[Coral-List] Why corals' resilience are in decline

Martin Moe martin_moe at yahoo.com
Thu May 26 15:58:03 EDT 2016

A coral reef is an intricate web of life. Many thousands ofspecies, microscopic and macroscopic interact to make up the fabric of thisweb. All of these species are important, but their importance to the structureand function of the web of life on a coral reef is not equal. Some species suchas the corals actually construct the structure of the reef, and others, such asmacro algae and the herbivores, establish the base and the balance of theecological environment. Other species find their balance of life within theshadows of these keystone species, and the ecological stability of the coralreef environment progresses through time, typically changing slowly. But rapidenvironmental change produces precipitous biological change and destroysecological stability and far outpaces the capacity of biological evolution toadapt to the changing environment. Thus when rapid change occurs some species dieout, some species reproduce without ecological checks and balances, and new speciespre-adapted to the new environment invade and become part of the rapidly changingbalance of life. The human species has brought extreme and rapid environmentalchange to our world, and our coral reefs, like no other species in the historyof life. 

With regard to the coral reefs of the tropical westernAtlantic, there have been many changes, overt and subtle, that have hadeffected ecological change on our coral reefs, and many of these have beenreasonably well documented if not eliminated or controlled. Some are within ourcapability to correct or mitigate, and some, at least in the short run, canonly be observed and documented. One species of great ecological importance, onceubiquitous to this entire region, was almost completely destroyed in 1983 by themost extensive mass mortality of any marine animal ever reported in humanhistory. This was the sea urchin, Diadema antillarum, the keystone herbivore ofthe western Atlantic coral reefs. The loss of this single species shifted theecological balance of our tropical reefs from coral dominance to macro algaedominance.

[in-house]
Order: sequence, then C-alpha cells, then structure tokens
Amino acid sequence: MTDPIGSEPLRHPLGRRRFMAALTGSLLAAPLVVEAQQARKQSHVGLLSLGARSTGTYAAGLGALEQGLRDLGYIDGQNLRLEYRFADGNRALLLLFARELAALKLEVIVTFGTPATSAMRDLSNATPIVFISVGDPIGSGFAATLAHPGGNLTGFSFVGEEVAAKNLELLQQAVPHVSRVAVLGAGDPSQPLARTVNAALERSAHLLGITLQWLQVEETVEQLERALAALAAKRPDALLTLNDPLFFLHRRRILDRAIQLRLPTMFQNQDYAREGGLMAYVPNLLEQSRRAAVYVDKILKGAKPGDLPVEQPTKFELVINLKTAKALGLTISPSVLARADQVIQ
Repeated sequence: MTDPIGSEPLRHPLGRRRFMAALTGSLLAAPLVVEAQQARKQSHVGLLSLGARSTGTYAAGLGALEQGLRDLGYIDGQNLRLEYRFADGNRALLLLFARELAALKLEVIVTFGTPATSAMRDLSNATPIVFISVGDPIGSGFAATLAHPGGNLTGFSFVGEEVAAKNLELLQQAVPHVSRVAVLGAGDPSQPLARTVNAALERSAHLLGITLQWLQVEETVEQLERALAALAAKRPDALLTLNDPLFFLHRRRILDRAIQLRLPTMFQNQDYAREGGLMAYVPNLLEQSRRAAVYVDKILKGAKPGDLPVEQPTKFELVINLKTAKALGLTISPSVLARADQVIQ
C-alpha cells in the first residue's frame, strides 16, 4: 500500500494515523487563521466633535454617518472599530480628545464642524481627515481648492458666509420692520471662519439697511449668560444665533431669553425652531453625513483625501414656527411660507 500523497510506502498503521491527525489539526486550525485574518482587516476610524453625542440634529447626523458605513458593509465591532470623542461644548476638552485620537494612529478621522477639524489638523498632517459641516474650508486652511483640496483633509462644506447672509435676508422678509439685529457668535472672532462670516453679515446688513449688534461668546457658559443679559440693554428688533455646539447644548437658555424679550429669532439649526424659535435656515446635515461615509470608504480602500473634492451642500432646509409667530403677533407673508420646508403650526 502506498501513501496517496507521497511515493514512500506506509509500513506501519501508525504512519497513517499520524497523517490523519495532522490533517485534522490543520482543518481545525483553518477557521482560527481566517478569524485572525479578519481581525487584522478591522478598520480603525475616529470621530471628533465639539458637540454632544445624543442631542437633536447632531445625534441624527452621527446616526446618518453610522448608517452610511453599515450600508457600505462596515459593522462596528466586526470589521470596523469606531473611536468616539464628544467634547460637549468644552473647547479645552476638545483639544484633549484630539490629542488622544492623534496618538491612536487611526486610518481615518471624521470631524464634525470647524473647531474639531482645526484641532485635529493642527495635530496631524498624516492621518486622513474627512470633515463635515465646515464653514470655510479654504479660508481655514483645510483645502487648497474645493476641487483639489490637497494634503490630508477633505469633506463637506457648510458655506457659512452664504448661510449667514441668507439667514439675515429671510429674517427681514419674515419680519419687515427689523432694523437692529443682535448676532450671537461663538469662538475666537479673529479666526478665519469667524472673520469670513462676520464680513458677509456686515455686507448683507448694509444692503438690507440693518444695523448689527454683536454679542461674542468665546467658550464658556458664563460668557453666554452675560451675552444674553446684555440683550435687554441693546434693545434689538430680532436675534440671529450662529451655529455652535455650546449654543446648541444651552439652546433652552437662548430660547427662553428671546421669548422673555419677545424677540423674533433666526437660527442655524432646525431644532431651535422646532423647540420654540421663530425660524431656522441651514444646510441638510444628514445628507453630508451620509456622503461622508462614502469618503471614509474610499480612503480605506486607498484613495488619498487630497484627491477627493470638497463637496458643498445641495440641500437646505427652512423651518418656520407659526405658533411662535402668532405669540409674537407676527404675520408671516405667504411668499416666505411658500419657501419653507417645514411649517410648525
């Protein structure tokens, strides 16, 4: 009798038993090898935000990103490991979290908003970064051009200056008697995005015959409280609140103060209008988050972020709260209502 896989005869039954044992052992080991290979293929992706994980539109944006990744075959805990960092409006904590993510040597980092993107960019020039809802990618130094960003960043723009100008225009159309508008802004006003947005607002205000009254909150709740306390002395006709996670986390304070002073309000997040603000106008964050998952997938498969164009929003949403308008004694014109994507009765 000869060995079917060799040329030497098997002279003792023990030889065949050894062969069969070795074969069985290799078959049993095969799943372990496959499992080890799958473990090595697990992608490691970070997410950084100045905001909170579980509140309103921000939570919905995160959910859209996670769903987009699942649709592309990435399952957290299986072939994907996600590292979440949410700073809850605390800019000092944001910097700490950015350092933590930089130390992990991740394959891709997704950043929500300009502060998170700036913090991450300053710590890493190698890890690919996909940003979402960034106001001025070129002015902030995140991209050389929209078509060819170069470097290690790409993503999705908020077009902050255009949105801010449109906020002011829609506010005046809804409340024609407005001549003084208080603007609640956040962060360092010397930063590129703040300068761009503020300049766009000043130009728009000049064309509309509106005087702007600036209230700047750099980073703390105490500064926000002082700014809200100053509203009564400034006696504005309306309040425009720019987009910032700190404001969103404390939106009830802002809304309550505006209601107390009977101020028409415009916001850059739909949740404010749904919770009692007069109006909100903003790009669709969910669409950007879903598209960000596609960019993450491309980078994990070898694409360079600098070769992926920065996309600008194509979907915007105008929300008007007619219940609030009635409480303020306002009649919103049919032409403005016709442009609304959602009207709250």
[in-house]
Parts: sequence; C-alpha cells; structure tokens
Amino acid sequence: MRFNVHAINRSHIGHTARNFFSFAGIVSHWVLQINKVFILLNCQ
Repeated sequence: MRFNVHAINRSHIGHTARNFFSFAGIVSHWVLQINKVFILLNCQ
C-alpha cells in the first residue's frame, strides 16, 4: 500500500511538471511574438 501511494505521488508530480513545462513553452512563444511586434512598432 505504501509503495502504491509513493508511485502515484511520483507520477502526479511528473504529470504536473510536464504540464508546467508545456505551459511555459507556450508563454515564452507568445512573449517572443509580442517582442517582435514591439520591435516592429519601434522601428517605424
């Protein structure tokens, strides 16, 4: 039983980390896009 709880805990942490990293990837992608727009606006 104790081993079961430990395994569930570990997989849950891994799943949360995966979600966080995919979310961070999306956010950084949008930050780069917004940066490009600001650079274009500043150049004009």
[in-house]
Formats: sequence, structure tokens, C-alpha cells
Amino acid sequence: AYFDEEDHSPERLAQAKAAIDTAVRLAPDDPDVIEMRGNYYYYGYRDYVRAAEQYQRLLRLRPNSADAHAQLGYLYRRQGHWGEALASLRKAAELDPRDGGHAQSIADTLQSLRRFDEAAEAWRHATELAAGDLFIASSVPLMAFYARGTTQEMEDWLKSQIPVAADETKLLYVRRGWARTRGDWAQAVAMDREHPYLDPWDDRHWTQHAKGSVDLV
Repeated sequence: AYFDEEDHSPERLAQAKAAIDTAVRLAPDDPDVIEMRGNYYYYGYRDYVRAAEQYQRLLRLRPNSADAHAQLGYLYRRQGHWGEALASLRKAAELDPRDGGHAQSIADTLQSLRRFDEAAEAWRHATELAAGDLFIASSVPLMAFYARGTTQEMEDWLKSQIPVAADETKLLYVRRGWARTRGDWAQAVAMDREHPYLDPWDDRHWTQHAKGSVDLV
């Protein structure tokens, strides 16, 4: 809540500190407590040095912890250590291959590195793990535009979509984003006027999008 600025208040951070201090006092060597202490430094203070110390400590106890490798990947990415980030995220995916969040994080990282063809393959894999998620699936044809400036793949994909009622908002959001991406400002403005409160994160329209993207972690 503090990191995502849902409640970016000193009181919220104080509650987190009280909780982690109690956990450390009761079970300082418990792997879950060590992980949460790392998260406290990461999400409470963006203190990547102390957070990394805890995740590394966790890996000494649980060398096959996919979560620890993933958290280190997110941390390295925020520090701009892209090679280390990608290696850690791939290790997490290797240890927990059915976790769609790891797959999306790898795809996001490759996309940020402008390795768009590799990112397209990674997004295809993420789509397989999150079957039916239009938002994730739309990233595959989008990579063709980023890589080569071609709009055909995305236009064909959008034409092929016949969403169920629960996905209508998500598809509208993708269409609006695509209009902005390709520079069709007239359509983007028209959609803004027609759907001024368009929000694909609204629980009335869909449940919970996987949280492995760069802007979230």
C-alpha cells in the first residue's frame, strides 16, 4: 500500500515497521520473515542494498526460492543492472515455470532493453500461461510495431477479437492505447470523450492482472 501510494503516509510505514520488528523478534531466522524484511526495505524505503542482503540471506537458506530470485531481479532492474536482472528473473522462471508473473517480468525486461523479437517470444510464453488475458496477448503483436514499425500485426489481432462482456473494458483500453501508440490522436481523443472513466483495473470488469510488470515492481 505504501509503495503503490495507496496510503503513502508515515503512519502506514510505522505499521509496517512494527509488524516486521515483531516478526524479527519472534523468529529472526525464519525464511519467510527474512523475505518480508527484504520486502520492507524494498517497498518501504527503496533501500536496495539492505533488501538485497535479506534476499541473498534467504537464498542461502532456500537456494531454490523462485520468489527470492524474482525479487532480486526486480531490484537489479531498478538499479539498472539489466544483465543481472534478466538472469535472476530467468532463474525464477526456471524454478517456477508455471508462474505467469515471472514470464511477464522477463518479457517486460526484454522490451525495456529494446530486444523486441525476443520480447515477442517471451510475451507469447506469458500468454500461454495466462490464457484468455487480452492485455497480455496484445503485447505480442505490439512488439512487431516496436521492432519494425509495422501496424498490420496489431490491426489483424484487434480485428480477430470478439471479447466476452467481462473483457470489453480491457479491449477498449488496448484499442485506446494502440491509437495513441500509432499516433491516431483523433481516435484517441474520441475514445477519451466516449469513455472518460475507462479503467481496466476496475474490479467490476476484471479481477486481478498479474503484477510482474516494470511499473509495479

Ogden and Carpenter (1987), based on over 20 years ofexperiments and observations, said it best.

“Through direct effects on algal communities or indirecteffects on other benthic reef organisms, grazing by Diadema is a major factorcontrolling the community structure of coral reefs.  ….. Perhaps no other single species in thecoral reef environment has such profound effects on the other organismscomposing the reef community. "
The loss of Diadema ushered in a relativelyimmediate change from clean coral rock and crustose coralline algae reefsubstrates into macro algae jungles.. This changed the ecological balance ofreef substrates away from coral and other invertebrate larvae friendlysubstrates to sediment accumulating, micro predator dense, and coral impinging growthsof macro algae. 

There are many things in our present societies detrimentalto our coral reefs where we cannot effect rapid change in our lifetimes, but wherewe can at least continue to begin to make remedial changes. And there are otherthings such as coral propagation and reestablishment, in which we have alreadymade good progress. And if we but determine to do so, we can also develop propagationand reestablishment of the keystone herbivore, Diadema antillarum, to effectecological restoration, and we can do both these things during our periodof stewardship of these precious ecosystems. if we but determine to do so.

Martin Moe 

    On Thursday, May 26, 2016 7:52 AM, rnharag <rnharag at uol.com.br> wrote:

 The more I study the marine life and I assess the resilience of coral, the more I discover that the possible variables are many and to complete also vary according to location.

I venture to say that the expertise to cover all the variables that are affecting corals, demand the need for multiple areas of knowledge, in the current situation. 

The emission of CO2 and other greenhouse gases in the atmosphere, in the post industrialization period, caused the global warming that has acidified the oceans and has defrosted the poles. As everything is interconnected in nature, we have also had severe climate change and impact on the Earth's core.

The Earth's core is not as accessible, so we have to watch what's happening in the planet's crust. The increasing number of earthquakes, tsunamis and active volcanoes in recent years show that the magma is becoming busier and probably warmer.

The core of our planet has always generated the gravity of the planet and has supplied with a suitable electromagnetic field to life. However, from 2012 the irradiation of the electromagnetic field has been in an high voltage level and has been accompanied by Beta radioactivity, in an exponential increasing.

This adds to the problem of Acidification occurrence, more two items who are global in nature and are highly debilitating for the functioning of the organism of all living things.

Little or nothing is said about this problem, so I decided to make this contribution. Probably will allow to scholars of corals' resilience, better understand why the Marine Protected Areas still remain subject to bleaching and death of corals.

In my opinion bleaching is part of the coral nature in the process of adaptation, but the volume of deaths with a tendency to extinction is dramatic and dangerous for mankind.

Sorry if this description was long and for my English.


Ricardo Haraguchi

Geobiology, Dowsing and Radionics.

rnharag at uol.com.br

São Paulo – Brazil

ricardo at coralsurvival.com.br 




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